What’s Plant Protein About?

Planted Meals
5 min readAug 29, 2020


As it turns out, you can get your daily fill of protein on a plant-based diet!

For those who are new to plant-based diets, getting that daily protein fix is often something that becomes a major concern. The most common misconception when it comes to plant-based diets, is that one is at risk of not getting enough protein. Fortunately, there are a number of plant-based options that are protein-packed — and delicious, too!

Why Does the Body Need Protein?

So, why all the hoopla around protein? Why is there such an obsession over “getting enough protein”?

When you hear people refer to protein as the body’s “building block,” this is actually quite a literal analogy. Protein is an important component for the growth and repair of all cells and tissues in your body. It also plays a crucial role in major bodily functions, including blood clotting and vision. Needless to say, protein is a key aspect to consider when it comes to one’s diet, especially diets of those in their developmental stages.

It’s important to note that more is not necessarily better when it comes to protein. When your body has used up the protein it requires to function, the remainder will simply be used up as energy. When it comes to protein, getting just enough is the way to go.

What is Plant Protein?

Before delving into what plant protein is, let’s quickly discuss what protein is.

All proteins are built from chains of amino acids. Our bodies need nine particular amino acids to support protein tissues in the body, and because animal proteins contain all nine of the essential amino acids our bodies need, they’re considered as the most complete sources of protein.

Simply put, plant protein is any protein source that doesn’t come from an animal. While plant proteins may lack in one or more of the nine essential amino acids that one’s body requires, it is absolutely possible to meet our bodies’ protein needs without animal products.

In a 24-hour period, you’ll most likely acquire all the essential amino acids due to the meals you eat throughout the day. Your liver will help store the amino acids that your body uses at a later time, collecting what your body needs.

So, while plant protein sources may not have all nine essential amino acids that you need, your body — being the ingenious apparatus that it is — will naturally figure out a way to ensure that you get the amino acids for it to operate smoothly. (Assuming, of course, that this diet is a balanced one and not filled with vegan junk food.)

It’s also not necessary for those who are considering going on a plant-based diet to worry about eating and combining different types of plant proteins to “collect them all” in one meal. You simply need to ensure that you are eating enough total calories and a wide range of plant-based foods.

Types of plant protein

There are a number of excellent plant proteins you can include in your meals to maintain a healthy diet. We’ve put together a list of some of our favourite ones:

  1. Nuts

Nuts are a great way to incorporate an extra dash of protein in your diet. Whether you have it as a snack or it’s used in a recipe, nuts are reported to help lower your risk of diabetes and heart disease. The recommended daily intake of 1.5 ounces is all you need, with almonds containing 9 grams of protein, and cashews containing 8 grams in the same amount.

2. Quinoa

Quinoa acts as a great protein-forward base for any meal. With 8 grams of protein per cup, quinoa is also a great source of fibre, as well as other vitamins and minerals. It’s also a very flexible grain that works for almost every dish featuring a grain, perfect for breakfast, lunch, dinner, or even desserts.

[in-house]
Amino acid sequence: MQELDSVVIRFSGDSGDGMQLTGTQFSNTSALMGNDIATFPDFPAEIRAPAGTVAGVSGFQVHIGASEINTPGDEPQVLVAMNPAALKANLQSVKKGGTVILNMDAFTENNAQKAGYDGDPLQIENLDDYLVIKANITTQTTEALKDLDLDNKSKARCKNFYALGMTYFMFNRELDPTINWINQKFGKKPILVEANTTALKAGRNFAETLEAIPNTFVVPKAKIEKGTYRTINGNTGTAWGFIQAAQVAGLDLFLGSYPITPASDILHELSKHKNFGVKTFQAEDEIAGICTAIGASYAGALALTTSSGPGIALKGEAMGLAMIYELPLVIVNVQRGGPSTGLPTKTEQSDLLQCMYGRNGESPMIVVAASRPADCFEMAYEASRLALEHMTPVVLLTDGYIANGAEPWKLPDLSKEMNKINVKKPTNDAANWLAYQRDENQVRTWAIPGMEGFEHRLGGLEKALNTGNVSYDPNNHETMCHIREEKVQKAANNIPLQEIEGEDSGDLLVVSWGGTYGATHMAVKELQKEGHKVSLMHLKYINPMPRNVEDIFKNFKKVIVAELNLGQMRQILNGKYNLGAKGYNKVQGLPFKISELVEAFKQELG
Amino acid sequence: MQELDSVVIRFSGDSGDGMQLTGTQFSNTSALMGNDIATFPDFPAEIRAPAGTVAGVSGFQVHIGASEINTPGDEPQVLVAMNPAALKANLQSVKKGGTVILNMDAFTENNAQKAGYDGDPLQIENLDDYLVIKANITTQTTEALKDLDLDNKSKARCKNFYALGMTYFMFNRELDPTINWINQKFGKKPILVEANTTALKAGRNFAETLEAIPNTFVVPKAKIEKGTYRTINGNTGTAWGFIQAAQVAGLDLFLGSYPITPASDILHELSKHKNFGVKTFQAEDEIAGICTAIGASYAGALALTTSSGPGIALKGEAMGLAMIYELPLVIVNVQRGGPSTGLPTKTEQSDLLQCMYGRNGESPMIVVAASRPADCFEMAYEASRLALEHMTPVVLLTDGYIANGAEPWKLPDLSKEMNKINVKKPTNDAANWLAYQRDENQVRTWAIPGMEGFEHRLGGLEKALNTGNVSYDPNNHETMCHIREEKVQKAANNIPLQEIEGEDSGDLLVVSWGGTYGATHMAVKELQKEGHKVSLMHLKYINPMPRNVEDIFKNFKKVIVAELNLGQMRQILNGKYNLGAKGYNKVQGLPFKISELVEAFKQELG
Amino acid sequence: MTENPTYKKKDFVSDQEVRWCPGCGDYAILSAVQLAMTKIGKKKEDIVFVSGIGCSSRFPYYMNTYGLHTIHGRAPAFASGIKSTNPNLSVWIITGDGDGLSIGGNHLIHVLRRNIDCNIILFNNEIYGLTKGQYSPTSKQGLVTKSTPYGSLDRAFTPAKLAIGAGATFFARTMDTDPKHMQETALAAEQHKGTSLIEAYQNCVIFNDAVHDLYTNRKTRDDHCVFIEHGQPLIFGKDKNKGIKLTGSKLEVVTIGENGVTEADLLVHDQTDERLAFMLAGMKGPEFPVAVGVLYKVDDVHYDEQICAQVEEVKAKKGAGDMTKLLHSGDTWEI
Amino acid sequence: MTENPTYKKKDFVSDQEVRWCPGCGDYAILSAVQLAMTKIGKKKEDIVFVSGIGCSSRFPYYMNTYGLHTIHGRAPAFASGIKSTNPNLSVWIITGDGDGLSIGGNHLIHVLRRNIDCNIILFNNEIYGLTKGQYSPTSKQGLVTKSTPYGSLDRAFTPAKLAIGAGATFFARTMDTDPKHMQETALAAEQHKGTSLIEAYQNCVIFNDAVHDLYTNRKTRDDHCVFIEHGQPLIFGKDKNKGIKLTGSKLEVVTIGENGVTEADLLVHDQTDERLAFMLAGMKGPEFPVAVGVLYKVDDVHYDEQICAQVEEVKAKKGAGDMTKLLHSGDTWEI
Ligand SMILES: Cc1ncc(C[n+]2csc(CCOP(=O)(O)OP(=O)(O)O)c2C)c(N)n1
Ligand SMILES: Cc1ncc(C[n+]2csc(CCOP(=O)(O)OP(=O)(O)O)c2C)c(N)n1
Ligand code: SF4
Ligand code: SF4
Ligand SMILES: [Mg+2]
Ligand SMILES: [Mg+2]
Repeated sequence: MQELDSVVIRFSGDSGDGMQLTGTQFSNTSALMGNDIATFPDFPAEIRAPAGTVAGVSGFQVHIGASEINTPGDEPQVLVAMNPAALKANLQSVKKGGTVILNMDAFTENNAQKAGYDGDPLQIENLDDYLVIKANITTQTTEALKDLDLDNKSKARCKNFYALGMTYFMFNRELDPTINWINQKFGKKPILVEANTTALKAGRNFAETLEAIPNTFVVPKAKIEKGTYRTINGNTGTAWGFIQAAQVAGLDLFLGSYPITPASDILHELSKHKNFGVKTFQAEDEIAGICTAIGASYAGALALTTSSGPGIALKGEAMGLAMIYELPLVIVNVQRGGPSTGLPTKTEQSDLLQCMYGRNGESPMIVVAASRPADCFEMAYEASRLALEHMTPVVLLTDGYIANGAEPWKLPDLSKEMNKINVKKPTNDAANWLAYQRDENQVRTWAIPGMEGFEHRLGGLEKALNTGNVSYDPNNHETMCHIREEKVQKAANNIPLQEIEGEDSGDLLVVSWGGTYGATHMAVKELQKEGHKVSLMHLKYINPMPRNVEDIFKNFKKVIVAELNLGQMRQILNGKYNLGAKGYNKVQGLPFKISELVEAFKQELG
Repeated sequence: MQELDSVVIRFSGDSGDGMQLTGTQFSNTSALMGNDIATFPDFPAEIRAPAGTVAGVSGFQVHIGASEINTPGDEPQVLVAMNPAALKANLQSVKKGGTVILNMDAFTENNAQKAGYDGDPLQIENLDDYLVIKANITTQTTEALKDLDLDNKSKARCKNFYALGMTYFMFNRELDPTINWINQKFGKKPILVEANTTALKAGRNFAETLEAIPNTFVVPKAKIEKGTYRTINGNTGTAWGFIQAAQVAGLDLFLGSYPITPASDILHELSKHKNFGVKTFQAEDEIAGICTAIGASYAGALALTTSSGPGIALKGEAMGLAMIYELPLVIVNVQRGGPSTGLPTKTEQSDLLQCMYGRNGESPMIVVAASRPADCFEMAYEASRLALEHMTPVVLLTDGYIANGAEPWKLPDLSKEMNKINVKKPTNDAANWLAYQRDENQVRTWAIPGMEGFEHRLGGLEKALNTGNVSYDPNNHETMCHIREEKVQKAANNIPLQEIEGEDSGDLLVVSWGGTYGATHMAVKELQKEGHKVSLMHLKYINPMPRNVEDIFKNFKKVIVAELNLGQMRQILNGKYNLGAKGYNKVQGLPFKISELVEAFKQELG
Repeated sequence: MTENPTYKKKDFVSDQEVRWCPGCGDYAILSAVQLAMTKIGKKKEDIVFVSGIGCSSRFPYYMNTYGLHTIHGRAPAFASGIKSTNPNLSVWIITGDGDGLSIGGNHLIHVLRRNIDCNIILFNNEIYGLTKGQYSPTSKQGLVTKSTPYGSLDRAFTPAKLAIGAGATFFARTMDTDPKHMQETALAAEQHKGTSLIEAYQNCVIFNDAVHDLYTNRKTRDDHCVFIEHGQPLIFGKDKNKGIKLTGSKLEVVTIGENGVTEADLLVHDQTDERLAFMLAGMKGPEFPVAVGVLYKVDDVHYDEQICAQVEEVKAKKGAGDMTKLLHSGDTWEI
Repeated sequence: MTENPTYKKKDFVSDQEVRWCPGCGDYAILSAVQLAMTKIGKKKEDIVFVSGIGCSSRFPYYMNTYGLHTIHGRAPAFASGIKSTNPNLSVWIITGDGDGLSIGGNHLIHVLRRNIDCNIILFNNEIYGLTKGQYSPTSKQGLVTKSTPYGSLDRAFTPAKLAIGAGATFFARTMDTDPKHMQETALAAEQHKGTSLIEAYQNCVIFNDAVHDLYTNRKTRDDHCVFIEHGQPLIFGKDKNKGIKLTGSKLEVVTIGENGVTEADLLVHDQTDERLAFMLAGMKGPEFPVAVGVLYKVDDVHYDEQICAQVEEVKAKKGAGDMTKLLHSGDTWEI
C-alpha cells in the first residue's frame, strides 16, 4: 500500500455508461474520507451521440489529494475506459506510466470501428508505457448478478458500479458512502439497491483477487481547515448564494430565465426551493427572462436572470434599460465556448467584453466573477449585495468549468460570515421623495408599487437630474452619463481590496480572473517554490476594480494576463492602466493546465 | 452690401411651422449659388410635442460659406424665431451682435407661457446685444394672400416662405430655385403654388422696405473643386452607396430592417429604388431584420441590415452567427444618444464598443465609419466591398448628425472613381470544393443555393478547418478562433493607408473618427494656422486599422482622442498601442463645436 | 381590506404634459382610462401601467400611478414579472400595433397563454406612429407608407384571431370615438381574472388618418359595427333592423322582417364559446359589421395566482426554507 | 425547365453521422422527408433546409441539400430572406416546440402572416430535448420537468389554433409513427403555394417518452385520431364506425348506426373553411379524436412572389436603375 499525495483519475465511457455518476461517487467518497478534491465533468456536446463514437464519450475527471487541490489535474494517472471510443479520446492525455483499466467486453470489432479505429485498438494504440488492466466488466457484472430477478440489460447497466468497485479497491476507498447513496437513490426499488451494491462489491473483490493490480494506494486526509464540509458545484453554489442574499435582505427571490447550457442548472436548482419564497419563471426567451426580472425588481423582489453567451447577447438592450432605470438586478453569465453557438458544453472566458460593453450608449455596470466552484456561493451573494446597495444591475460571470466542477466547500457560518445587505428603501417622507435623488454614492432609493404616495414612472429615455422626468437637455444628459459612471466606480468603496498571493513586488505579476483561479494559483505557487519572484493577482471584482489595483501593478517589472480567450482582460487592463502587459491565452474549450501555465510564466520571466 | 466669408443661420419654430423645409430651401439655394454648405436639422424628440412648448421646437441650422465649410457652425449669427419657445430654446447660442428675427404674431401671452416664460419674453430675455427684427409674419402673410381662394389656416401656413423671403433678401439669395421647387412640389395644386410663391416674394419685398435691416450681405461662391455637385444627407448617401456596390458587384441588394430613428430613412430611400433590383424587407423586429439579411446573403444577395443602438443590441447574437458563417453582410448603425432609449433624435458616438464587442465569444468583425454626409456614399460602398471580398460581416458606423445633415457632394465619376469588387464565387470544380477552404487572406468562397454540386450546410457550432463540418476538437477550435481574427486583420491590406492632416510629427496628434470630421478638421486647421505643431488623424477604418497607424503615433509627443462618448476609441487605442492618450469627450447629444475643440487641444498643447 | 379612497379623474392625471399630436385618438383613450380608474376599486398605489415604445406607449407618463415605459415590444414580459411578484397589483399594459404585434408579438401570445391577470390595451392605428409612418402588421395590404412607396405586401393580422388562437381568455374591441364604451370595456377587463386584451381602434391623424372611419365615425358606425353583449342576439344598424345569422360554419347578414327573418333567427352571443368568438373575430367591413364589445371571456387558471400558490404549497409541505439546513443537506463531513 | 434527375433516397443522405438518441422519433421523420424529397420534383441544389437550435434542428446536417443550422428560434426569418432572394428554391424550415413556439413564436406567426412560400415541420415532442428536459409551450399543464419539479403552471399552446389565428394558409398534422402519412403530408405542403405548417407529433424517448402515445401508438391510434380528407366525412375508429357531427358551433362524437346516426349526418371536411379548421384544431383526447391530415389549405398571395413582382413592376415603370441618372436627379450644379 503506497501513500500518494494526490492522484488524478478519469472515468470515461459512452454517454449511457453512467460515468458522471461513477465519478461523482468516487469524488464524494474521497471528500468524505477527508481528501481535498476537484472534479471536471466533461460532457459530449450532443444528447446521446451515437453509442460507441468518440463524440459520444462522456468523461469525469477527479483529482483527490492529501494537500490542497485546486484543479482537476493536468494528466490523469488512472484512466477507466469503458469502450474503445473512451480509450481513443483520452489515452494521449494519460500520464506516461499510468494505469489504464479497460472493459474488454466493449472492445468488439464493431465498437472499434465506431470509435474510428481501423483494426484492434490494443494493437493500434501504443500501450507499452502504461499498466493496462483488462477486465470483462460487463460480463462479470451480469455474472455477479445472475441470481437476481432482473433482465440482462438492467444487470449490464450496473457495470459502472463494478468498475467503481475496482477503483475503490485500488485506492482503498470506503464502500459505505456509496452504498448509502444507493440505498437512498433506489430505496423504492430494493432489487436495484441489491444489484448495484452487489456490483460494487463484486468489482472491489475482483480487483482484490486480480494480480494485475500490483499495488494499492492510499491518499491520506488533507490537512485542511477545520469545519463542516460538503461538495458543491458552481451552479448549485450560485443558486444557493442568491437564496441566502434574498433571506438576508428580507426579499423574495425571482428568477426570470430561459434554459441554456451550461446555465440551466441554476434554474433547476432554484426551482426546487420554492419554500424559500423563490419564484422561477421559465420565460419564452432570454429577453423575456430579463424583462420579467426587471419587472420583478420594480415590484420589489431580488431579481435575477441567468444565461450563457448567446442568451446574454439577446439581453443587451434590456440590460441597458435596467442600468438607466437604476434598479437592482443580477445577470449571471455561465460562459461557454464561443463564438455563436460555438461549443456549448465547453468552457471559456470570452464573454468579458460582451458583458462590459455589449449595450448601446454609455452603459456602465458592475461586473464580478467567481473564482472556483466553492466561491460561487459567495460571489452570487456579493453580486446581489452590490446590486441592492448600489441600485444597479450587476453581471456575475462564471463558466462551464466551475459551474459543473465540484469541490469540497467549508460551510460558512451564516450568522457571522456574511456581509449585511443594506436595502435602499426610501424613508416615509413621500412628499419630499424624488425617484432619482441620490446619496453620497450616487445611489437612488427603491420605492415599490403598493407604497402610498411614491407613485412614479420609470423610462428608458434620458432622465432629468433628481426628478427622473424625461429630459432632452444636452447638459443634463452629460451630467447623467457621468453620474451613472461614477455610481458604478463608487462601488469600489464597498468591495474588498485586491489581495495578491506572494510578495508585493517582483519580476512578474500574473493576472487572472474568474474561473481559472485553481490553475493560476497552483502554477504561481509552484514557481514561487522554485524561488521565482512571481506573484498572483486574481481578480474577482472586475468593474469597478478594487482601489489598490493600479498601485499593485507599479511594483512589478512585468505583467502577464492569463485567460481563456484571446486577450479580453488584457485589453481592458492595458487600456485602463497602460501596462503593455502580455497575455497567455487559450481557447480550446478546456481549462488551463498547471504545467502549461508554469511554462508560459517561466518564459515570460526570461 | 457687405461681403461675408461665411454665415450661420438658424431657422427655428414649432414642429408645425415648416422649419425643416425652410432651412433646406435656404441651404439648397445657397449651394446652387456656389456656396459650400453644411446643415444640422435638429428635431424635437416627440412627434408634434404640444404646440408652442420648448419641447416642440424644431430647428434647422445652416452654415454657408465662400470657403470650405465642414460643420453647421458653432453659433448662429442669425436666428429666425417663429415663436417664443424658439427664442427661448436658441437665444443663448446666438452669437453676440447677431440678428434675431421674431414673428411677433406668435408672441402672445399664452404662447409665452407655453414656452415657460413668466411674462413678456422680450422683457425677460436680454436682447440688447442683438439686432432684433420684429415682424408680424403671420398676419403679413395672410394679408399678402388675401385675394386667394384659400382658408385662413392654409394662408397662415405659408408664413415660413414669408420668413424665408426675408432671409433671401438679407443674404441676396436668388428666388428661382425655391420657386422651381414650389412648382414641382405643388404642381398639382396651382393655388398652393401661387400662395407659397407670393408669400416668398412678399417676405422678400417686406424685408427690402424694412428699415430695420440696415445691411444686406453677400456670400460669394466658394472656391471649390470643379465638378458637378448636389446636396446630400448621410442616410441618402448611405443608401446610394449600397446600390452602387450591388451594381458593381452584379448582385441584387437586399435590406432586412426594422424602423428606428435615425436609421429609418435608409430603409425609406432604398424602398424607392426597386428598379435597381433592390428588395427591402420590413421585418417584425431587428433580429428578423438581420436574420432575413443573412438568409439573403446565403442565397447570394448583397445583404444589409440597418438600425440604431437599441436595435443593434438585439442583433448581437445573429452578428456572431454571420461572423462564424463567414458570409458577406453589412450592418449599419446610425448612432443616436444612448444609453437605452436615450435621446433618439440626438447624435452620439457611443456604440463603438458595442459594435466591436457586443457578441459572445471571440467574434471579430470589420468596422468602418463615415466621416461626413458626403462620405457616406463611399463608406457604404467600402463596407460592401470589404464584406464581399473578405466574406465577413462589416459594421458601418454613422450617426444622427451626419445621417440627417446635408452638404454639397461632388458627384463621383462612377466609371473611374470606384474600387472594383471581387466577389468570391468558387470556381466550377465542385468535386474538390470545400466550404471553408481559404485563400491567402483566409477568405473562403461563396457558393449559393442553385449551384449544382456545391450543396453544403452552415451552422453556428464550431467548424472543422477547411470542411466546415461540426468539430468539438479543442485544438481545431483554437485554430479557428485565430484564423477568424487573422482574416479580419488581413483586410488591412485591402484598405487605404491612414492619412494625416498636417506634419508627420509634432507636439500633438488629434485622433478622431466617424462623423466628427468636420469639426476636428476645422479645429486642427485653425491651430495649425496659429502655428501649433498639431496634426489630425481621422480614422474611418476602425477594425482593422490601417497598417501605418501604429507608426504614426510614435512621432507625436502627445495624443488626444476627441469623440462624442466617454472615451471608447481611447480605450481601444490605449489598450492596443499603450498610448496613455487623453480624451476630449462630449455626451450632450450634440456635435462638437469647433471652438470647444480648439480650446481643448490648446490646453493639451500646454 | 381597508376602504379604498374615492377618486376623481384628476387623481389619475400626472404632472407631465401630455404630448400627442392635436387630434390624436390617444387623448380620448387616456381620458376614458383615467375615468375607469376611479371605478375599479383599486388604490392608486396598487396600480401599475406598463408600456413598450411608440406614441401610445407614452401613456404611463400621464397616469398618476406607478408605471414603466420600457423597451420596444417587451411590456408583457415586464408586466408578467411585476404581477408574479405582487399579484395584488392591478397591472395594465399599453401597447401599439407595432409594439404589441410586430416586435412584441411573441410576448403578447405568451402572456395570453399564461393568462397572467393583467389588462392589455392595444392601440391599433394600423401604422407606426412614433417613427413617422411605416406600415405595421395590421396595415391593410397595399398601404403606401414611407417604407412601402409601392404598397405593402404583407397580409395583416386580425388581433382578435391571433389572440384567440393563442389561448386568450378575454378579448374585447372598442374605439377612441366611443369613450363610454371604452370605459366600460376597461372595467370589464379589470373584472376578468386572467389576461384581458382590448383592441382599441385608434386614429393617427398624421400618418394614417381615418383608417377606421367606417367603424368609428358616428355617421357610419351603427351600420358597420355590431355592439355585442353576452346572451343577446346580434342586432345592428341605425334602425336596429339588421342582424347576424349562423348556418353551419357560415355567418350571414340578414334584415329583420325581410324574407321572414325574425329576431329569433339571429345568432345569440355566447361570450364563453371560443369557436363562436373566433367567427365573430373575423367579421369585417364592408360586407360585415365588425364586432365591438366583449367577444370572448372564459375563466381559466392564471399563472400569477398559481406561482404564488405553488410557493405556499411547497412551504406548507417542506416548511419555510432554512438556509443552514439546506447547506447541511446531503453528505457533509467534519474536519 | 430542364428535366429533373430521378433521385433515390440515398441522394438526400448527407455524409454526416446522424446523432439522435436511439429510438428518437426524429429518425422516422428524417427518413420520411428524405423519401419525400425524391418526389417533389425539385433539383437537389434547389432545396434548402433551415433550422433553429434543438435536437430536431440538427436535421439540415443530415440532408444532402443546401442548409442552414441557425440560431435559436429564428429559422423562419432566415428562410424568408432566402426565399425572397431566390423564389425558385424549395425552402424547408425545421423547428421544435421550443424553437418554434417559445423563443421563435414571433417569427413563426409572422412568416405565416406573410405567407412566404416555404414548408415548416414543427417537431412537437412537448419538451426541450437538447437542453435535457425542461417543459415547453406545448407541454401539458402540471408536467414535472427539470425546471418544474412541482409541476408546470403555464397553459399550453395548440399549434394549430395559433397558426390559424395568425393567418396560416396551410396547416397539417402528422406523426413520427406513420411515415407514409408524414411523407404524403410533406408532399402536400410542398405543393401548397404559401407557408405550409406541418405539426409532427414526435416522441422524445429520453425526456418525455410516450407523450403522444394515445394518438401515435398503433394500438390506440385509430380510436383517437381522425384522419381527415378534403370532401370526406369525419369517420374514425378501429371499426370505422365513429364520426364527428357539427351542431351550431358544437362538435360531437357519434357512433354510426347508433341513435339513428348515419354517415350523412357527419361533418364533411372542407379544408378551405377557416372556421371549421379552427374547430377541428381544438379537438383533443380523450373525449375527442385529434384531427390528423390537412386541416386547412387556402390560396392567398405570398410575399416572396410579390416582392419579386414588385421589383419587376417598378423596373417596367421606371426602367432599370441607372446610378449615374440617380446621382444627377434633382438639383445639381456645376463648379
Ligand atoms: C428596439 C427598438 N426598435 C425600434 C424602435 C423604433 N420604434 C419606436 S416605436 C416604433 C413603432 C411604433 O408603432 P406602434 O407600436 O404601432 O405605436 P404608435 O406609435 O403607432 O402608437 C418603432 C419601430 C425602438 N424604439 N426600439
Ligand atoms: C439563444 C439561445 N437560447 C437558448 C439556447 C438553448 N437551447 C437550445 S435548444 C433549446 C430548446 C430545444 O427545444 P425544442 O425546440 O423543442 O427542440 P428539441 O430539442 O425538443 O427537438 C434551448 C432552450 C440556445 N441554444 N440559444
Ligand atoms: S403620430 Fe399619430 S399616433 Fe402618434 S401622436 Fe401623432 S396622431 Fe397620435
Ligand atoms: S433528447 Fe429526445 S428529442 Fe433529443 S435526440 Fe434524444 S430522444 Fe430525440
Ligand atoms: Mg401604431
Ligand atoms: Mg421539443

3. Seitan

Seitan is a staple amongst vegans. Made of vital wheat gluten, the main protein found in wheat, seiten is a great meat replacement with its hearty texture. Just 3 ounces of seitan contains 20 grams of protein. In addition to natural foods stores, seitan can be found in most grocery stores as well.

4. Soy

Even those not on plant-based diets are familiar with soy products. From tofu to soy milk, soy is one of the most popular plant-based products that’s coincidentally packed with protein. Some other less popular varieties of soy include tempeh, and like tofu, it can be used as a meat replacement while boasting 17 grams of protein per ½ cup.

5. Textured vegetable protein (TVP)

Technically, this should be a subsection underneath soy, since textured vegetable protein (or TVP) is a soy product and contains a derivative of soybeans. This low-fat plant protein is used by many vegans as a meat replacement thanks to its chewy mouthfeel. Since soy is a terrific source of plant protein, TVP is one as well.

Not only is it inexpensive, but TVP is easy to cook, too, and take on flavours easily since it doesn’t have much of a taste on its own. In ¼ cup of TVP, you’ll find an impressive 12 grams of protein. What’s more is that TVP is actually a complete protein, containing all nine of the essential amino acids we were talking about earlier. It’s no surprise that TVP has become such a popular plant protein amongst vegans.

Needless to say, this isn’t an exhaustive list of all plant-based protein sources. Almost all plant food contains some protein, including ones you may not consider to be “protein foods” like broccoli and rice. While they may not have a lot of protein, the protein in the food you eat ultimately adds up to make up your daily requirement. Because of this, there’s no need to worry whether or not you’ll be getting enough when you’re ready to switch to a plant-based diet. You will get enough protein — we promise!

What’s your favourite plant protein? Let us know in the comments!



Planted Meals

affordable + convenient plant-based meal delivery in Greater Vancouver